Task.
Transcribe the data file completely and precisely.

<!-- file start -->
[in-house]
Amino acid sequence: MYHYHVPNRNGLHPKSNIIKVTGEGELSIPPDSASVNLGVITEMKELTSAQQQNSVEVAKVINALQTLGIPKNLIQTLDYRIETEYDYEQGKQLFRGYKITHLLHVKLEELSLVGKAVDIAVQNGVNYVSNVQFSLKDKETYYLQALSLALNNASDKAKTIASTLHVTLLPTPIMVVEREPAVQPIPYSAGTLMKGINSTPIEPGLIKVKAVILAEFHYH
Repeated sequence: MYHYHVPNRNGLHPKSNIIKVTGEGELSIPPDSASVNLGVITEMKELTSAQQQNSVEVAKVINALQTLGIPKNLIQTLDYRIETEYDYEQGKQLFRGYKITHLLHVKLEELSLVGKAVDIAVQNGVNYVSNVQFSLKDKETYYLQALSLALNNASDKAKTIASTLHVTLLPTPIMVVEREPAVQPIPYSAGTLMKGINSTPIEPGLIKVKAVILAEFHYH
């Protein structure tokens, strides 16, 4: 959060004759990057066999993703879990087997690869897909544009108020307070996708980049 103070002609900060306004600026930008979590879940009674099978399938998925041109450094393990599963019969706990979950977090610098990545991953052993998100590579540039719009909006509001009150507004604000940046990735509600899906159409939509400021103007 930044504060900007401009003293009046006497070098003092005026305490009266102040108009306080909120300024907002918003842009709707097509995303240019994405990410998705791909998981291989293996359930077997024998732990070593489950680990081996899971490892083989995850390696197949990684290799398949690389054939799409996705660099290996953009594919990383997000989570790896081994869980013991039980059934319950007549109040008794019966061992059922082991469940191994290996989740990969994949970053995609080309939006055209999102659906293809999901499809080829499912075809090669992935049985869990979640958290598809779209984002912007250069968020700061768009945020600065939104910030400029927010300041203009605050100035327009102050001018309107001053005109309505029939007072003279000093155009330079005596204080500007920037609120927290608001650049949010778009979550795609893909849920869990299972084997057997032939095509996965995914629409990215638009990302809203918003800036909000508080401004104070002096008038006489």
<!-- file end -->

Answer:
[in-house]
Amino acid sequence: MYHYHVPNRNGLHPKSNIIKVTGEGELSIPPDSASVNLGVITEMKELTSAQQQNSVEVAKVINALQTLGIPKNLIQTLDYRIETEYDYEQGKQLFRGYKITHLLHVKLEELSLVGKAVDIAVQNGVNYVSNVQFSLKDKETYYLQALSLALNNASDKAKTIASTLHVTLLPTPIMVVEREPAVQPIPYSAGTLMKGINSTPIEPGLIKVKAVILAEFHYH
Repeated sequence: MYHYHVPNRNGLHPKSNIIKVTGEGELSIPPDSASVNLGVITEMKELTSAQQQNSVEVAKVINALQTLGIPKNLIQTLDYRIETEYDYEQGKQLFRGYKITHLLHVKLEELSLVGKAVDIAVQNGVNYVSNVQFSLKDKETYYLQALSLALNNASDKAKTIASTLHVTLLPTPIMVVEREPAVQPIPYSAGTLMKGINSTPIEPGLIKVKAVILAEFHYH
């Protein structure tokens, strides 16, 4: 959060004759990057066999993703879990087997690869897909544009108020307070996708980049 103070002609900060306004600026930008979590879940009674099978399938998925041109450094393990599963019969706990979950977090610098990545991953052993998100590579540039719009909006509001009150507004604000940046990735509600899906159409939509400021103007 930044504060900007401009003293009046006497070098003092005026305490009266102040108009306080909120300024907002918003842009709707097509995303240019994405990410998705791909998981291989293996359930077997024998732990070593489950680990081996899971490892083989995850390696197949990684290799398949690389054939799409996705660099290996953009594919990383997000989570790896081994869980013991039980059934319950007549109040008794019966061992059922082991469940191994290996989740990969994949970053995609080309939006055209999102659906293809999901499809080829499912075809090669992935049985869990979640958290598809779209984002912007250069968020700061768009945020600065939104910030400029927010300041203009605050100035327009102050001018309107001053005109309505029939007072003279000093155009330079005596204080500007920037609120927290608001650049949010778009979550795609893909849920869990299972084997057997032939095509996965995914629409990215638009990302809203918003800036909000508080401004104070002096008038006489």